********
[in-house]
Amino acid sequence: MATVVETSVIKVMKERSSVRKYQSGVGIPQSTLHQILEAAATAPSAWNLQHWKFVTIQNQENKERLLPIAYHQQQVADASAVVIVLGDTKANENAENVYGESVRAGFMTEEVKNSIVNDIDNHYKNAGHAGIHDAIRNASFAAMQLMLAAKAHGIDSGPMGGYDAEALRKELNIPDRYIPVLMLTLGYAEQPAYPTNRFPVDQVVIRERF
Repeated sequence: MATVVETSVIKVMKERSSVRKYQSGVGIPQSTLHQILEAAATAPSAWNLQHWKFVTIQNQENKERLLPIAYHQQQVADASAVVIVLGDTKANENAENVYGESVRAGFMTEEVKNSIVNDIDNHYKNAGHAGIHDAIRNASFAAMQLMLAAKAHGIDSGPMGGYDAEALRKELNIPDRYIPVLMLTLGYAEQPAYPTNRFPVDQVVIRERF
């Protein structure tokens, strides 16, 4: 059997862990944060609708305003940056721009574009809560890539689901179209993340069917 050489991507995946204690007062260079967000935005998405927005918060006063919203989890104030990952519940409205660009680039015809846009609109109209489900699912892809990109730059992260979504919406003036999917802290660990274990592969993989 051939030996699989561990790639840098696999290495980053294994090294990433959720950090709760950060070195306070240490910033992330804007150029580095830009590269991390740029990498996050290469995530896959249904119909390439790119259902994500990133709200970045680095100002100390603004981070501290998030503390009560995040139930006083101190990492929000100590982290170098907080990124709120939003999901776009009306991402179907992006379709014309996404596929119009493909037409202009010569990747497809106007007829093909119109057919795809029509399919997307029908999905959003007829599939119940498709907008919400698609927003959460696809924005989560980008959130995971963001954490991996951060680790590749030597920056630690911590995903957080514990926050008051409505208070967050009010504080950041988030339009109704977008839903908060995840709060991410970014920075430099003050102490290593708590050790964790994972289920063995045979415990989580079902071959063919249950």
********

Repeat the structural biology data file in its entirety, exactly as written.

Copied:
[in-house]
Amino acid sequence: MATVVETSVIKVMKERSSVRKYQSGVGIPQSTLHQILEAAATAPSAWNLQHWKFVTIQNQENKERLLPIAYHQQQVADASAVVIVLGDTKANENAENVYGESVRAGFMTEEVKNSIVNDIDNHYKNAGHAGIHDAIRNASFAAMQLMLAAKAHGIDSGPMGGYDAEALRKELNIPDRYIPVLMLTLGYAEQPAYPTNRFPVDQVVIRERF
Repeated sequence: MATVVETSVIKVMKERSSVRKYQSGVGIPQSTLHQILEAAATAPSAWNLQHWKFVTIQNQENKERLLPIAYHQQQVADASAVVIVLGDTKANENAENVYGESVRAGFMTEEVKNSIVNDIDNHYKNAGHAGIHDAIRNASFAAMQLMLAAKAHGIDSGPMGGYDAEALRKELNIPDRYIPVLMLTLGYAEQPAYPTNRFPVDQVVIRERF
């Protein structure tokens, strides 16, 4: 059997862990944060609708305003940056721009574009809560890539689901179209993340069917 050489991507995946204690007062260079967000935005998405927005918060006063919203989890104030990952519940409205660009680039015809846009609109109209489900699912892809990109730059992260979504919406003036999917802290660990274990592969993989 051939030996699989561990790639840098696999290495980053294994090294990433959720950090709760950060070195306070240490910033992330804007150029580095830009590269991390740029990498996050290469995530896959249904119909390439790119259902994500990133709200970045680095100002100390603004981070501290998030503390009560995040139930006083101190990492929000100590982290170098907080990124709120939003999901776009009306991402179907992006379709014309996404596929119009493909037409202009010569990747497809106007007829093909119109057919795809029509399919997307029908999905959003007829599939119940498709907008919400698609927003959460696809924005989560980008959130995971963001954490991996951060680790590749030597920056630690911590995903957080514990926050008051409505208070967050009010504080950041988030339009109704977008839903908060995840709060991410970014920075430099003050102490290593708590050790964790994972289920063995045979415990989580079902071959063919249950």